A day after the White House announced the deployment of 450 more U.S. troops to Iraq and a new training hub in Anbar province, Army General Martin Dempsey said the Pentagon was considering more sites in strategic areas such as the corridor from Baghdad to Tikrit and further north toward Mosul.
Dempsey, chairman of the Joint Chiefs of Staff, acknowledged these might require sending more U.S. troops, which already numbered about 3,100 in Iraq before Wednesday's announcement. His spokesman said American forces could also be moved from within Iraq to avoid troop increases.

A.N.S.W.E.R.'s Richard Becker spoke with Russia Today about the White House announcing the 450 more troops to be deployed to Iraq.

RT: Why do you think the US decided to deploy a military unit which mostly specializes in combat rather than training activities?

RB: I think that they see the weakness, it’s very clear to them. They invested tens of billions of dollars in building up the Iraqi military but it hasn’t worked. I remember way back in January 1975, the army of South Vietnam that was constructed in a similar way under occupation was rated the fifth largest military in the world and five months later it didn’t exist anymore. The US government, the Pentagon and the White House are trying to find a way to salvage this situation, to salvage something in Iraq after all that blood, mostly blood on the Iraqi side of course, but it’s not clear that they do have any kind of a clear strategy in that regard.

RT: The US has pulled out of Iraq but now it's going back in. Is this an admission it never really succeeded?

RB: This has been a disaster for US policy. You can see with the great arrogance that the Iraqi government was dismantled back in 2003, the military was dismantled, there are always proclamations about Iraqis welcoming the US troops and how this was all going to be a new day for Iraq and the entire Middle East. And instead it turned into a disaster. The US barely escaped from outright defeat back in 2009 and 2010. Then it pulled out the troops. But the instability that was introduced into the whole region by the US invasion of Iraq, by its allies’ support for the opposition in Syria, its dismantling of the Libyan state, all of this has come togetherto create a situation which Washington doesn’t really have a grip on how to deal with. They are trying some of these things but it doesn’t appear that this will push back IS. 

Meanwhile the coalition bombed the town of Hawija.  Iraqi Spring MC posted this at their Twitter feed:

  • : إحدى الصور الملتقطة لآثار القصف الحكومي على سوق الحويجة والذي خلف أكثر من 100 قتيل من المدنيين.

  • Margaret Griffis ( counts 61 violent deaths across Iraq.

    We'll close with this from the forever bumbling US State Dept -- Thursday press briefing by spokesperson Jeff Rathke.

    QUESTION: Yesterday, Speaker of Iraqi Parliament al-Jibouri met with Deputy Secretary Blinken. Do you have anything to share with us about that meeting?

    MR RATHKE: Yes. We put out a fairly detailed readout last night, but maybe if I can hit a couple of highlights, and I think the – it’s important that this meeting took place on the same day that the White House and the Department of Defense announced additional steps in our train, advise, and assist mission with Iraqi authorities.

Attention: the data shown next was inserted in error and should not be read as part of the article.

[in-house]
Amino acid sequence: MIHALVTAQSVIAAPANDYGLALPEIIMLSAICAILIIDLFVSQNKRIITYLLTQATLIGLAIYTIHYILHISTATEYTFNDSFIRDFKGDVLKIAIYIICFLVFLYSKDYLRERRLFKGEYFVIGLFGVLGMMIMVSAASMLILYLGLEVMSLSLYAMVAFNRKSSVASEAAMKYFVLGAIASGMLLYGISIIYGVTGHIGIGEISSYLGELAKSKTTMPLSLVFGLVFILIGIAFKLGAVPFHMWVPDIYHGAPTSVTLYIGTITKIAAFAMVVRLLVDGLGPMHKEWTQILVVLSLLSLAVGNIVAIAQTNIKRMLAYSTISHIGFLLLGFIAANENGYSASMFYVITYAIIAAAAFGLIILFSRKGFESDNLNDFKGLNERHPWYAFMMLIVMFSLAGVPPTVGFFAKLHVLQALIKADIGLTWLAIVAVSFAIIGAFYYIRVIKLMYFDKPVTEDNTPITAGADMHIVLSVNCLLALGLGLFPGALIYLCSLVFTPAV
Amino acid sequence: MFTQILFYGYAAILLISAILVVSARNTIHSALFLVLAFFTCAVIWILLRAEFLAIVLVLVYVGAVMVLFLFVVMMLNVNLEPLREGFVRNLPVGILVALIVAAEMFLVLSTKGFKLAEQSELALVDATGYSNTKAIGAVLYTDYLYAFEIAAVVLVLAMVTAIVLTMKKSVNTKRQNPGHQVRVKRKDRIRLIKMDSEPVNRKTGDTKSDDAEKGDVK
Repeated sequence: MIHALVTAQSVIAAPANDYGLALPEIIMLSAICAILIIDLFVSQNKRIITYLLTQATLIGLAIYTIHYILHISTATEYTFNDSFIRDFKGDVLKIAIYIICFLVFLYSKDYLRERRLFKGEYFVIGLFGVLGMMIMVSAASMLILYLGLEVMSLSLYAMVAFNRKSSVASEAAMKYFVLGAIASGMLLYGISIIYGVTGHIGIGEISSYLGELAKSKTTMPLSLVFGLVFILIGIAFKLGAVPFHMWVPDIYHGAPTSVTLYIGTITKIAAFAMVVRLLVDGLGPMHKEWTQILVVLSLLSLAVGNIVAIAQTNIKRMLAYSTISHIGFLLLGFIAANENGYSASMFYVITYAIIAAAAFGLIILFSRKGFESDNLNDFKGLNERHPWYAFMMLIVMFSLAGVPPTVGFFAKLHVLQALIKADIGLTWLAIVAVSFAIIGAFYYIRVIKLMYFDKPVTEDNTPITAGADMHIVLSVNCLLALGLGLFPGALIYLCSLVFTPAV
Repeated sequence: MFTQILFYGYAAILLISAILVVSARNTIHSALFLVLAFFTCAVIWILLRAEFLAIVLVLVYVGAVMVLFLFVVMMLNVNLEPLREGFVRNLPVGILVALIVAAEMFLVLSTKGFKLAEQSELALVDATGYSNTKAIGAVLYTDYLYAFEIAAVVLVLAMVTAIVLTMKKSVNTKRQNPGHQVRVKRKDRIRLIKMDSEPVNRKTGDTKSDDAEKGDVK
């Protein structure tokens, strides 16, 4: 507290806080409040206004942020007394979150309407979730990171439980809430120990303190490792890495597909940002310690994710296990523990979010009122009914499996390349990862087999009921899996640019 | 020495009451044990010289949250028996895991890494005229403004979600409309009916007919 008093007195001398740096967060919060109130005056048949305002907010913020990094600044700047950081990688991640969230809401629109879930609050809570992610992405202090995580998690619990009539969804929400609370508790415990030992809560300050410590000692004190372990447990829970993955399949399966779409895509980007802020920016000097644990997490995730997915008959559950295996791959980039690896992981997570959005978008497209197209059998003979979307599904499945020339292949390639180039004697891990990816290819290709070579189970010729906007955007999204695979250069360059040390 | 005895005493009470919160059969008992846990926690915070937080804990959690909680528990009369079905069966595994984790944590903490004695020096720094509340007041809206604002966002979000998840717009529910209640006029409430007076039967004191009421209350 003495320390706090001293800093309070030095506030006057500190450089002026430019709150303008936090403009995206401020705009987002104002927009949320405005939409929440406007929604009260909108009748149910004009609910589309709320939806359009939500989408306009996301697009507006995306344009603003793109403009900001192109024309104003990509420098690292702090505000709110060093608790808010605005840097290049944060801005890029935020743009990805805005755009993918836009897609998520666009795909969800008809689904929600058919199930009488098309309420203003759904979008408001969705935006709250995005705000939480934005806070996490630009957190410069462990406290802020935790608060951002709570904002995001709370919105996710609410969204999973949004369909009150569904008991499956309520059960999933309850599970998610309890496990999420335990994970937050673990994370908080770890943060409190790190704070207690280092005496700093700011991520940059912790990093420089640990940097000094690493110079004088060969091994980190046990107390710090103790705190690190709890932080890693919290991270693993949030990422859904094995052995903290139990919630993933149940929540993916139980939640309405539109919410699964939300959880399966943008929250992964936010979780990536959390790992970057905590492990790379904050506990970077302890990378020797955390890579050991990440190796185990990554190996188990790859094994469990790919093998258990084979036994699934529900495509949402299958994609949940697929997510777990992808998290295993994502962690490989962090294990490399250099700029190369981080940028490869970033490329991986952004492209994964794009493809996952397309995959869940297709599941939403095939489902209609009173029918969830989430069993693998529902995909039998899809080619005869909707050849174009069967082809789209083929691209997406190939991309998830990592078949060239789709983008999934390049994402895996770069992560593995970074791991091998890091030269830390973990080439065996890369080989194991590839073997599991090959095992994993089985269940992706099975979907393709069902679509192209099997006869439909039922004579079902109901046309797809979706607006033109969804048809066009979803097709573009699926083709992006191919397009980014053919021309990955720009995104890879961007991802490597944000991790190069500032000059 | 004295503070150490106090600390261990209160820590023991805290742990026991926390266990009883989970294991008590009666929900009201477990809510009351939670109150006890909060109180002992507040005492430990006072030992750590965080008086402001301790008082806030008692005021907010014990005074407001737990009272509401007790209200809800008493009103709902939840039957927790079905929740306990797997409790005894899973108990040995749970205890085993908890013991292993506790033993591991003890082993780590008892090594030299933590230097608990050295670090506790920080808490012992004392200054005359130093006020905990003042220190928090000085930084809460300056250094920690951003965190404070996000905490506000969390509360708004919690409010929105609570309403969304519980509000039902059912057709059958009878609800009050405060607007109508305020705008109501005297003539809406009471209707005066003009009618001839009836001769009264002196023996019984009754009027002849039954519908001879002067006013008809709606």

The meeting with the Parliamentary Speaker al-Jibouri was an opportunity for our side to stress that our support for the campaign to degrade and defeat ISIL, as well as to discuss ongoing political initiatives that address the needs of the Iraqi people, and at the same time the deputy secretary highlighted the U.S. deployment of additional personnel to al-Taqaddum base. And this is in support of the Iraqi Council of Ministers’ five-point plan, which was approved back on May 19th, and that includes as a central element accelerating the training and equipping of Sunni volunteers and other steps to assist people in Anbar to retake their province from ISIL.

    QUESTION: On Monday, Mr. al-Jibouri at the U.S. Institute of Peace said without arming the tribal forces, it’s impossible – that’s what he said – to recapture Ramadi or those areas. Do you share his view on that issue?

    MR RATHKE: Well, we have – as we have said, that we are working with, we will be working with Sunni forces in Anbar, including through this train, advise, and assist mission, to expedite the delivery of weapons. As we have consistently said, this is done in coordination with the Iraqi central government, and it will continue to be done in coordination with the Iraqi central government, because that’s a central element of our policy. And indeed, our additional steps and the deployment of additional advisors that was announced yesterday is focused precisely on supporting the Iraqi Council of Ministers’ plan. Prime Minister Abadi and his government want to accelerate the training of Sunni volunteers, and so we’re going to be taking these steps to support that

    QUESTION: He also raised another concern that the Sunnis have at the USIP. He said last time in 2007, when the United States armed the Sunni groups, after the United States left, most of those people who were armed were chased and tried by the Iraqi Government, quote/unquote. That’s what he said. But now the Sunnis need a – some sort of guarantor that the same thing is not going to happen again after ISIS is gone. Are you willing to provide that guarantor for the Sunnis and encouraging them to be part of the fight and they won’t be in trouble by the law?

    MR RATHKE: Well, I’m not sure specifically what you mean by guarantee, but again, it is the Iraqi Government’s policy and it is the prime minister’s policy supported across ethnic and sectarian lines by the council of ministers to accelerate the training and equipping of Sunni tribal fighters. So I’m not going to draw a connection between the policy now that the prime minister stands behind and whatever might have happened in the past.

    QUESTION: But in all fairness, right after the awakening, councils were formed and they were paid because they were overseen by the Americans, by Petraeus at the time. Right after you – the Americans left, they stopped paying them, then they started putting them in prison. So I mean, there is a legitimate grievance there. I mean, I don’t know if you agree.

    MR RATHKE: Well, again, as I said in my answer to Namo’s question, we’re – if you look at the situation now, what is important is that there is an Iraqi Government policy which supports the training and equipping of more Sunni tribal fighters. And that’s what we’re supporting.